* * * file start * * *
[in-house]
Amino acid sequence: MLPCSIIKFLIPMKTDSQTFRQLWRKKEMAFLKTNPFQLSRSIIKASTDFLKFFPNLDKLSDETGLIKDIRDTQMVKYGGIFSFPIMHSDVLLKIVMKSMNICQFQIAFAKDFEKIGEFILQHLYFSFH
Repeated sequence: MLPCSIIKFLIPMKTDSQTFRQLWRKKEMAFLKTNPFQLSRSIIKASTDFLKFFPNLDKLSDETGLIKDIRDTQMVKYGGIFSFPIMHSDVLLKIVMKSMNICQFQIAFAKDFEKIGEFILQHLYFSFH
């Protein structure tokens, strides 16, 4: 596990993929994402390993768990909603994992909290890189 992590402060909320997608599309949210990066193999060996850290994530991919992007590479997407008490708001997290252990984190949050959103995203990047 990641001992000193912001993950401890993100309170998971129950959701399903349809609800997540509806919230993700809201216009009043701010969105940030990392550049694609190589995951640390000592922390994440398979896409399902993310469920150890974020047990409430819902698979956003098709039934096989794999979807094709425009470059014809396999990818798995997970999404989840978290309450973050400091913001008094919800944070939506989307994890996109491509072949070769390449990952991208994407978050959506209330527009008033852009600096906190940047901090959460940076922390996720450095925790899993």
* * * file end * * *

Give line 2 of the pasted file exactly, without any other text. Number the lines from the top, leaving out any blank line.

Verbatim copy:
Amino acid sequence: MLPCSIIKFLIPMKTDSQTFRQLWRKKEMAFLKTNPFQLSRSIIKASTDFLKFFPNLDKLSDETGLIKDIRDTQMVKYGGIFSFPIMHSDVLLKIVMKSMNICQFQIAFAKDFEKIGEFILQHLYFSFH